"3.2V - 3.4V". That just means that there are some variations in the
manufacturing process, so individual LEDs will each be a little
different, but each one should be somewhere in that range. If you're
trying to figure the required supply voltage, just make sure the
voltage is higher than the high end of the range.
The other spec for an LED is the forward current. That's more
straightforward: that actually is the current level that you're
supposed to use with the LED. You might also see a separate maximum
forward current; this is a level you should never exceed. LEDs don't
vary much in brightness when you change the current level, but they do
get hotter, so there's usually no benefit in using a higher current
than the recommended forward current. Doing so just reduces the
lifetime of the part.
LEDs are usually placed in a circuit solely for their ability to emit
light, as opposed to serving some kind of active function that affects
the other electronics in the circuit. This makes them more
interchangeable than regular diodes, where the circuit designer might
be relying on a particular diode's special electronic characteristics.
So in most cases, the only two things that matter when selecting an
LED are its forward voltage and forward current ratings.
And you don't typically have to match these exactly - you just need
compatibility. What constitutes compatibility depends on the circuit:
- If the circuit has active current regulation, so that it won't
exceed a given current level through the LED, an LED is compatible
with the circuit if the LED's forward voltage is lower than the
power supply voltage in the circuit, and the LED's maximum
forward current rating is at least the regulated current level that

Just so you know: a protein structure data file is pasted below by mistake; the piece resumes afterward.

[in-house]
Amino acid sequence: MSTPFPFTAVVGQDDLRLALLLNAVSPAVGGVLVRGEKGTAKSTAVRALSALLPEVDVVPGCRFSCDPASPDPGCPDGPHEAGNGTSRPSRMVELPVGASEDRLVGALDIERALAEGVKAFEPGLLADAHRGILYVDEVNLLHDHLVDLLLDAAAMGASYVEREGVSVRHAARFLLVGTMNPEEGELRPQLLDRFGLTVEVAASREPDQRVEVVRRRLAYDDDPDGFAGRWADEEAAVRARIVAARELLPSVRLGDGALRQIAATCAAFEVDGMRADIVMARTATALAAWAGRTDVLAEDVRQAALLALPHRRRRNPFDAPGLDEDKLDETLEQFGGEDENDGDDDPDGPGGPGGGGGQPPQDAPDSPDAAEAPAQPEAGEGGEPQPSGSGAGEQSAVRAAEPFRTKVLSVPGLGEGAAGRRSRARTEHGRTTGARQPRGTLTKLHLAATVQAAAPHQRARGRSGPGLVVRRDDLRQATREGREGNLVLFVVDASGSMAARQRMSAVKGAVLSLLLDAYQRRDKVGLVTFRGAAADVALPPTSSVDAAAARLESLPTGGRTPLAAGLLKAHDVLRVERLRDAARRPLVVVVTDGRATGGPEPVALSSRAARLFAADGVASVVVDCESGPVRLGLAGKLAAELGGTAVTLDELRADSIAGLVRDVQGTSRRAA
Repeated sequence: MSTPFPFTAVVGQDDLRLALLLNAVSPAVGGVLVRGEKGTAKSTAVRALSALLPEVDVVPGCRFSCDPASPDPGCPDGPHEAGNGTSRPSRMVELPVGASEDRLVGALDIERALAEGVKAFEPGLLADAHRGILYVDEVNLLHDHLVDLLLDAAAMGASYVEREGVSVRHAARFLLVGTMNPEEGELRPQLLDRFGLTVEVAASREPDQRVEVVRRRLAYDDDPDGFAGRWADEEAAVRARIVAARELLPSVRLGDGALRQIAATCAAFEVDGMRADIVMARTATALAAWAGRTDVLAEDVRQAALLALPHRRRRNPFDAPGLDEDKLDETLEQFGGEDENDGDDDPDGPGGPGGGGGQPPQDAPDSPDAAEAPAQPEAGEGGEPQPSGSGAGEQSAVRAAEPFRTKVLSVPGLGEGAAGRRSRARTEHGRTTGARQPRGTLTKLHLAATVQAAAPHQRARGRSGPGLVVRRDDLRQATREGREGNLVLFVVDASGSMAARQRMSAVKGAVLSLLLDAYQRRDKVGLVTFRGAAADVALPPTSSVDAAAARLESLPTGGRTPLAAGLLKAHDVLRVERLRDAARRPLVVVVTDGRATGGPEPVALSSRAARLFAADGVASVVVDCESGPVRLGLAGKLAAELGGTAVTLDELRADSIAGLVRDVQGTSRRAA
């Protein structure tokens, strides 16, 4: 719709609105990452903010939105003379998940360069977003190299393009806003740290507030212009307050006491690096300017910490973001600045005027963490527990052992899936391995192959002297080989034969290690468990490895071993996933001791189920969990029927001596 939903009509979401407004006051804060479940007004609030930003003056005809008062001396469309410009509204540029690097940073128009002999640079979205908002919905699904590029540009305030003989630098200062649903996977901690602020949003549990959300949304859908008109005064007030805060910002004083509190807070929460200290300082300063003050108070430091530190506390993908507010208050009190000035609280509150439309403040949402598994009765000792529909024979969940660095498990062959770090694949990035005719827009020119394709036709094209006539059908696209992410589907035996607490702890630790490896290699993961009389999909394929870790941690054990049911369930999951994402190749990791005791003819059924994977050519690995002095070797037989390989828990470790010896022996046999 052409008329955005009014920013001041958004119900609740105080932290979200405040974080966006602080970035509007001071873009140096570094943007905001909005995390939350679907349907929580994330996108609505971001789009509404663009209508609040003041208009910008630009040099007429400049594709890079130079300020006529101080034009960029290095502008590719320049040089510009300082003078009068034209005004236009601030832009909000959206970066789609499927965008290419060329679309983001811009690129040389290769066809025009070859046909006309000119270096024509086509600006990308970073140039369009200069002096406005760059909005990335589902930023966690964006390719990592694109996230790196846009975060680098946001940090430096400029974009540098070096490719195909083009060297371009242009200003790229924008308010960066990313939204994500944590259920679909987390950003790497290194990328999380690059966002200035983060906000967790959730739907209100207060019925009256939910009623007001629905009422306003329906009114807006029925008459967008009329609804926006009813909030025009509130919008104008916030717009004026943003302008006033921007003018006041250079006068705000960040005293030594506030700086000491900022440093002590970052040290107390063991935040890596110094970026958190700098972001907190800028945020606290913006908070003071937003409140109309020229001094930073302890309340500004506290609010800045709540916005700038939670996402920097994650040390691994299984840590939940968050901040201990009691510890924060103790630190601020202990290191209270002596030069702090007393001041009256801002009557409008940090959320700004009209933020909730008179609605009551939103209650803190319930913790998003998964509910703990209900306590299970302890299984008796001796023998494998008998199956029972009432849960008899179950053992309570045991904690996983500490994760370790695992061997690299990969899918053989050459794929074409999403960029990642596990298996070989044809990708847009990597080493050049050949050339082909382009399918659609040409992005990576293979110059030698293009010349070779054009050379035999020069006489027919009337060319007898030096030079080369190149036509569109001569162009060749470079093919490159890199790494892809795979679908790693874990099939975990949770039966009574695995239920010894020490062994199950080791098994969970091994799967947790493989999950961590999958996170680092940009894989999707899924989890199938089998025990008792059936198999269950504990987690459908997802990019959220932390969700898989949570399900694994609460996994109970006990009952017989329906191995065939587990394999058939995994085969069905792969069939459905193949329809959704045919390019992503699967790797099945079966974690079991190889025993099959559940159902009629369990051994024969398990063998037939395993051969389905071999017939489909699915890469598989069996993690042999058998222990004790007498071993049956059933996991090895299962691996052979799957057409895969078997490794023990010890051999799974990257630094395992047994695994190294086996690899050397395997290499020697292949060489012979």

the circuit uses.
For example, if your circuit board provides 5V power to an LED
with current regulated to 20mA, you can use an LED with a forward
voltage of 2V (because 2V is less than the 5V supply voltage)
and a maximum current rating of 50mA (because 50mA is greater
than the regulated 20mA). You can't use an LED with
a forward voltage of 6V, because that exceeds the 5V supply
- If the circuit board uses a resistor to regulate the current (see
LED Resistors, and you can't substitute a different
resistor, you can use any LED with approximately the same forward
voltage that the circuit designer specified, and with a maximum
current rating at least as high as the forward current that the
circuit designer specified. I can't give you a hard-and-fast
rule for exactly how "approximate" you can be, but let's say
within 10% or so.
For example, if your circuit board uses a resistor to regulate
current and calls for an LED with a 3.2V forward voltage and
20mA forward current, you can use any LED with a forward voltage
of about 2.9V to 3.5V (within 10% of the specified 3.2V), and a
maximum forward current of 20mA or higher.
- If the circuit board uses a resistor to regulate the current,
and you can substitute your own resistor in place of what
the designer specified, you can use any LED with a forward voltage
less than the supply voltage in the circuit.
In this case, you'll
have to select an appropriate resistor based on the LED you actually
end up using. See LED Resistors for
an on-line calculator
for selecting the resistor. When figuring the resistor value,
use the LED's forward voltage spec, and use the desired current
in the circuit. The desired current must be less than or equal
to the maximum current specified for the LED, and it must also
be less than or equal to the maximum current that the circuit
can safely supply. For that, you'll have to consult the circuit
board's specifications or ask the designer.
If you're installing an LED in a circuit board, it also obviously has
to match the physical size and shape that the board was designed for.